UCLA Steps Up At Wooden Classic; St. Mary's Defeats Long Beach State

December 19, 2010

Photo: Tri Le
Anaheim, Calif. - The UCLA Bruins defeated the 16th-ranked BYU Cougars at the John R. Wooden Classic on Saturday, 86-79.  The win improved the Bruins record to 6-4 on the season.  The Cougars suffered their first loss of the season to drop to 10-1.

UCLA head coach Ben Howland asserted that the game had special meaning for the Bruins because they are playing this season in honor of their late legendary coach John Wooden, who passed away earlier this year.

Said Howland, "We played for Coach today.  We wanted him to be proud of this team and we know he is." Each Bruin wears a patch of Wooden's famed "Pyramid of Success" on their uniforms.

The Bruins certainly played with a fire and tenacity that has been more often missing thus far this season in order to overcome BYU and their potential All-American senior Jimmer Fredette.  Fredette scored 25 points and started the game at a blistering pace, seemingly hitting every jump shot he took.

Nonetheless the defense of the athletic, if less-skilled, Bruin guards Lazeric Jones, Malcolm Lee, and Jerime Anderson, hounded the Cougars 6-2 guard all afternoon and forced him into an uncharacteristically high 7 turnovers.  The Cougars had 19 turnovers over all to the Bruins 10.

Photo: Tri Le

While the Bruins are typically led by forward Tyler Honeycutt, he had a relatively quiet 17 points on this afternoon.  The real matchup problems for the Cougars came from the inside play of UCLA big men Reeves Nelson and Joshua Smith.

Nelson was the Bruins' leading scorer with 23 points on 8 for 15 shooting and was very active on the offensive end.  His thunderous dunk late in the game was the final turning point in this tight contest and carried the Bruins to victory down the stretch. 

Photo: Tri Le

For his part, freshman Joshua Smith (6-10, 305) was dominant, when he was in the game.  The young wide-body was plagued by foul trouble throughout the afternoon, getting called for ticky-tack fouls that limited his playing time.   Smith finished with 15 points and 8 rebounds in just 20 minutes of action.  Most intriguing was Smith's surprising touch at the foul line, where he went 7 for 9.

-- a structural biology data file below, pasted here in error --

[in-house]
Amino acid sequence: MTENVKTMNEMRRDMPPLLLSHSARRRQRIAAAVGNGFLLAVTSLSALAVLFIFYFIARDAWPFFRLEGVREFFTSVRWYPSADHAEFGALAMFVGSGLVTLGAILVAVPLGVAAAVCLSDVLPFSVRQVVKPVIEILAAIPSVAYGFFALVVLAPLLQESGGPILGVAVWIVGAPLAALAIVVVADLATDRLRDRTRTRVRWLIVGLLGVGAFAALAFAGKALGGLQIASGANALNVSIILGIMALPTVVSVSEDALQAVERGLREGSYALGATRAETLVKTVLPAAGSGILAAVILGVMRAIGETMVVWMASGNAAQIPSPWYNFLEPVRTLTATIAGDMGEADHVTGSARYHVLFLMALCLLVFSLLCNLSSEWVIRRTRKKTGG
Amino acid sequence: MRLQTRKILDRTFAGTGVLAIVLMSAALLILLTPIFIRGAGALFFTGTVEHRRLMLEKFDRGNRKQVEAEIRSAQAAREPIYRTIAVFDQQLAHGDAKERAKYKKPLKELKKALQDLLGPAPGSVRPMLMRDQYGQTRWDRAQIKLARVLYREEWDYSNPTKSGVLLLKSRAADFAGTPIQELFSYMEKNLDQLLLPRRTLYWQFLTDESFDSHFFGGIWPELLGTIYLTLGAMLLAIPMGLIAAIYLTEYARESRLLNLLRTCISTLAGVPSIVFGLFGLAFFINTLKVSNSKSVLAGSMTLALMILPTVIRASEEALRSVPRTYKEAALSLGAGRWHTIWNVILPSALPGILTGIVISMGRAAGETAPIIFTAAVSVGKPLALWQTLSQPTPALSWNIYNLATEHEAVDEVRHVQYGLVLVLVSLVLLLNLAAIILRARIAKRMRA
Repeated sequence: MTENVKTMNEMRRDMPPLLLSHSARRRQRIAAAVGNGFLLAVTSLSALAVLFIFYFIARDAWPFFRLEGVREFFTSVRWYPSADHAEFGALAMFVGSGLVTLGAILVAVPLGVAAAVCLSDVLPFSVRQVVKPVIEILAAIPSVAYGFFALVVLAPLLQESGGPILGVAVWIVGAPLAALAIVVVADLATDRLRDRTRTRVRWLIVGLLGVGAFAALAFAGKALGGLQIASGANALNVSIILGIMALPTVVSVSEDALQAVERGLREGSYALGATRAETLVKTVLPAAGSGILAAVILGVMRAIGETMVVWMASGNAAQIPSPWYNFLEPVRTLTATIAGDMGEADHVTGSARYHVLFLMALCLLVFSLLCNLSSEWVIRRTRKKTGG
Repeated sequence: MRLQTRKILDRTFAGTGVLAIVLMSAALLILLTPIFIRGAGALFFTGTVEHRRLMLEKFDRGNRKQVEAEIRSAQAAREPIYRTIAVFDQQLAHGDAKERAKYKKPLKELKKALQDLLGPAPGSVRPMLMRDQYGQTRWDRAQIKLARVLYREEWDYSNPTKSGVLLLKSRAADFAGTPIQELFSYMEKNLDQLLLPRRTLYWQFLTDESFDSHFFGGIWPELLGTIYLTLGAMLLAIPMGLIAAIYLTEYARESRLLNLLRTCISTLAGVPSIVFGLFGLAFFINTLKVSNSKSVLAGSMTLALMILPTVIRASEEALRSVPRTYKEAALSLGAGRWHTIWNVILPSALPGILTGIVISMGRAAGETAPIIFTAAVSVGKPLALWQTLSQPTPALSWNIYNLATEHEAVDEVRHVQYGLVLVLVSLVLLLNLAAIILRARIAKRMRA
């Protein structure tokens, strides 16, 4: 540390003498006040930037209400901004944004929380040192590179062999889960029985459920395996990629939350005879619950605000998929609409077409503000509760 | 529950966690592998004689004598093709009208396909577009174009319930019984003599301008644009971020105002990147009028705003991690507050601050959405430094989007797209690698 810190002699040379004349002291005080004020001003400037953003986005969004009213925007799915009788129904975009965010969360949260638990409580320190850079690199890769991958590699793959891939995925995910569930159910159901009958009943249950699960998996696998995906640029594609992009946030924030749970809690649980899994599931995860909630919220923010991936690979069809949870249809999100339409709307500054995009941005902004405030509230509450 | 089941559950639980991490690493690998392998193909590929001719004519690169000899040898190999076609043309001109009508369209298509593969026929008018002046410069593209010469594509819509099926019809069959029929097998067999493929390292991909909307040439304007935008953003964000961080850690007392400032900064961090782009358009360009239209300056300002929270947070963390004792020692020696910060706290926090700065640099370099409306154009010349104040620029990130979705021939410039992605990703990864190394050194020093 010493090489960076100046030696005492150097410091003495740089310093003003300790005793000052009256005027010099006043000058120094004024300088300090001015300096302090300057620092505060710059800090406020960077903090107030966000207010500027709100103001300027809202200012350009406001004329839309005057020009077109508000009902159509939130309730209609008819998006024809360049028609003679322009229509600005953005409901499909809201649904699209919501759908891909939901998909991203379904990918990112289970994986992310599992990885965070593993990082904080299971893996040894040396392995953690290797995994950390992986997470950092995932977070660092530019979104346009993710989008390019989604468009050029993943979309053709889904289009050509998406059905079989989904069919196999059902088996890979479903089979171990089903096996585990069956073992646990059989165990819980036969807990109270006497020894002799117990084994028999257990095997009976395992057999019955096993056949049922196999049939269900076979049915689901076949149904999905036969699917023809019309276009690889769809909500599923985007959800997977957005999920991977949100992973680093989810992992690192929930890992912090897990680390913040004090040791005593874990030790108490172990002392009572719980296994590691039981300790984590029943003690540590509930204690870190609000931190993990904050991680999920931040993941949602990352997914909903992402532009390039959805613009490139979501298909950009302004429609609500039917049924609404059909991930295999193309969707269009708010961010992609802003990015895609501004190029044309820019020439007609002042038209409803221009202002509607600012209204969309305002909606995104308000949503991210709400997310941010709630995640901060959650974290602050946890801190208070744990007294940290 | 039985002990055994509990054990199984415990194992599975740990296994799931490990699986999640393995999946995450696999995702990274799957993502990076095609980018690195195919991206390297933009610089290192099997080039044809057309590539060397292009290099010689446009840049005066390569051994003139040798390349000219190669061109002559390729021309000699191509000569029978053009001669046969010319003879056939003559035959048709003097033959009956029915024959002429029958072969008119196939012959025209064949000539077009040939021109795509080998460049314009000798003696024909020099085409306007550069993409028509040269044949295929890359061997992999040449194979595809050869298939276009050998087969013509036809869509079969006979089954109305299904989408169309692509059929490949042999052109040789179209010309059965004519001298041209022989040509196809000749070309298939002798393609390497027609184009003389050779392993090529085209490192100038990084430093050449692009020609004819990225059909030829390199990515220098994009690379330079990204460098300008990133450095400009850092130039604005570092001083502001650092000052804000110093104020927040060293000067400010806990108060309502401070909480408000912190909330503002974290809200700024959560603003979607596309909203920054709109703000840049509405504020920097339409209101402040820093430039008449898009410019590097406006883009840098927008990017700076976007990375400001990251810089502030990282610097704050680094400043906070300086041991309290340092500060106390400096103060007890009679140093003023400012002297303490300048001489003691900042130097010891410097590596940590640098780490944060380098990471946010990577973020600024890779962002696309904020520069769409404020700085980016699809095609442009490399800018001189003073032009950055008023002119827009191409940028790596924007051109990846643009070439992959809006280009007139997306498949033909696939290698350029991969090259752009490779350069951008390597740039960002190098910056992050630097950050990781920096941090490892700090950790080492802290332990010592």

The youthful Bruins have shown signs of their ability this season, most recently in losing a nailbiter at Kansas, 77-76 on December 2nd.  But the Bruins followed that game with an embarrassing 66-57 loss to Montana at home, leading many to wonder what kind of team might come out to challenge the unbeaten Cougars.
Jimmer Fredette / Photo: Tri Le

The Cougars simply appeared the more polished team when they shot out to a 16-6 lead early in the first half, with Fredette scoring 8 quick points.

Fortunately for the Bruins, they overcame the slow start  to change the pace of the game in the first half.  With a more up-tempo style and an active defense, UCLA went on an impressive 23-5 run to take a 29-21 lead.  They eventually went into halftime with a 43-37 lead, despite Fredette's 19 first-half points.

The lead expanded to 61-48 for the Bruins in the second half, despite the efforts of 6-9 sophomore Brandon Davies, who finished with 19 points on 7 for 9 shooting.  But the Cougars went on an 11-0 run to cut the lead to 2 points, 61-59, inducing a timeout by UCLA coach Ben Howland.

In fact, the key to the game may have been UCLA coach Ben Howland's gutsy decision to keep playing both Smith and Honeycutt, despite the fact each had four fouls early in the second half.

Critically, the Bruins also grabbed 14 offensive rebounds and BYU coach Dave Rose acknowledged that the previously unbeaten Cougars had not faced that kind of inside strength this season.  "We really didn't have an answer for their size. That's as physical as we've been guarded with size all season."

Fredette, who struggled mightily in the second half, tried to lead a comeback late in the game but his basket with 1:29 left, which cut the lead to 5, was as close as BYU would get.


Game 1: St. Mary's v Long Beach State

Photo: Tri Le

The early game saw St. Mary's defeat Long Beach State 82-74.  The Gaels (9-2) were led by a surprising 28 points off the bench from their 6-9 sophomore forward from Australia, Mitchell Young, whose previous scoring high was 14 points.  T.J. Robinson led Long Beach State (5-7) with 19 points but the 49ers failed to execute in the final minutes as the Gaels pulled away in a see-saw contest. 

Photo: Tri Le

I asked Long Beach State head coach Dan Monson if he thought the 49ers incredibly difficult preseason schedule might help them in preparing for the Big West conference regular season.  However, Monson, still upset from his team's poor play down the stretch, was not ready to search for positives.

Monson acknowledged his team had played one of the most difficult non-conference schedules in the country and hoped it toughened his team up, but noted that they had played a similarly tough preseason last year and it didn't help.



While both games were highly competitive and had a number of exciting moments, the largest ovation of the night was reserved for the late coach John Wooden himself.

With less than 2 minutes to play in the UCLA-BYU game, the video monitors finished a documentary honoring Wooden that had been playing intermittently throughout the afternoon.  At the conclusion, the crowd rose up in unison and applauded for about a minute in tribute to unarguably one of the greatest coaches in the history of American sports.

By Manish Pandya
Staff Editor for TheDailySportsHerald.com

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